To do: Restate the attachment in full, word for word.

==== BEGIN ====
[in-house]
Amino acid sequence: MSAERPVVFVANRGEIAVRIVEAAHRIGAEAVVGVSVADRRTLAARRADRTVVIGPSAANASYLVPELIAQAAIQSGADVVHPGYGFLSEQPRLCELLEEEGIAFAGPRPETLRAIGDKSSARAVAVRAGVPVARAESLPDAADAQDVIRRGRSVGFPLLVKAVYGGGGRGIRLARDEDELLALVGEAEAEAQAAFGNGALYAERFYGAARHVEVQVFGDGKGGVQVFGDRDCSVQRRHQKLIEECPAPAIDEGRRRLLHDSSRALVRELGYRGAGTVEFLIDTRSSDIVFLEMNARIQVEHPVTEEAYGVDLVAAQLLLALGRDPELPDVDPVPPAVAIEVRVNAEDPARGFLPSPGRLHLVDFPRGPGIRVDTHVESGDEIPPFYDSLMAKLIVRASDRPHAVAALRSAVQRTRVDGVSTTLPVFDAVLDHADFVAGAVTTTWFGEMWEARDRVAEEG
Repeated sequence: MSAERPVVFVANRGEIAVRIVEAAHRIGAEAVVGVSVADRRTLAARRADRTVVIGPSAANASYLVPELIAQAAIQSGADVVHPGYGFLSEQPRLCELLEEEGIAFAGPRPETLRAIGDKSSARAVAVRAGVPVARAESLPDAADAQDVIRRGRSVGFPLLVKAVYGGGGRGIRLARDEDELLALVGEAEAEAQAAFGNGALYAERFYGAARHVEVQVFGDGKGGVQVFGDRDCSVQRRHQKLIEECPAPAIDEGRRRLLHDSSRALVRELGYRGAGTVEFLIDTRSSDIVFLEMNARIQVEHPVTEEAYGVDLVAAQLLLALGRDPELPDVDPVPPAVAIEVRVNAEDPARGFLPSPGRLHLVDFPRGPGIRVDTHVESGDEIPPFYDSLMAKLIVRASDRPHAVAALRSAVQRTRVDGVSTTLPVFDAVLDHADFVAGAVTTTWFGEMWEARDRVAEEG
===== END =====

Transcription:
[in-house]
Amino acid sequence: MSAERPVVFVANRGEIAVRIVEAAHRIGAEAVVGVSVADRRTLAARRADRTVVIGPSAANASYLVPELIAQAAIQSGADVVHPGYGFLSEQPRLCELLEEEGIAFAGPRPETLRAIGDKSSARAVAVRAGVPVARAESLPDAADAQDVIRRGRSVGFPLLVKAVYGGGGRGIRLARDEDELLALVGEAEAEAQAAFGNGALYAERFYGAARHVEVQVFGDGKGGVQVFGDRDCSVQRRHQKLIEECPAPAIDEGRRRLLHDSSRALVRELGYRGAGTVEFLIDTRSSDIVFLEMNARIQVEHPVTEEAYGVDLVAAQLLLALGRDPELPDVDPVPPAVAIEVRVNAEDPARGFLPSPGRLHLVDFPRGPGIRVDTHVESGDEIPPFYDSLMAKLIVRASDRPHAVAALRSAVQRTRVDGVSTTLPVFDAVLDHADFVAGAVTTTWFGEMWEARDRVAEEG
Repeated sequence: MSAERPVVFVANRGEIAVRIVEAAHRIGAEAVVGVSVADRRTLAARRADRTVVIGPSAANASYLVPELIAQAAIQSGADVVHPGYGFLSEQPRLCELLEEEGIAFAGPRPETLRAIGDKSSARAVAVRAGVPVARAESLPDAADAQDVIRRGRSVGFPLLVKAVYGGGGRGIRLARDEDELLALVGEAEAEAQAAFGNGALYAERFYGAARHVEVQVFGDGKGGVQVFGDRDCSVQRRHQKLIEECPAPAIDEGRRRLLHDSSRALVRELGYRGAGTVEFLIDTRSSDIVFLEMNARIQVEHPVTEEAYGVDLVAAQLLLALGRDPELPDVDPVPPAVAIEVRVNAEDPARGFLPSPGRLHLVDFPRGPGIRVDTHVESGDEIPPFYDSLMAKLIVRASDRPHAVAALRSAVQRTRVDGVSTTLPVFDAVLDHADFVAGAVTTTWFGEMWEARDRVAEEG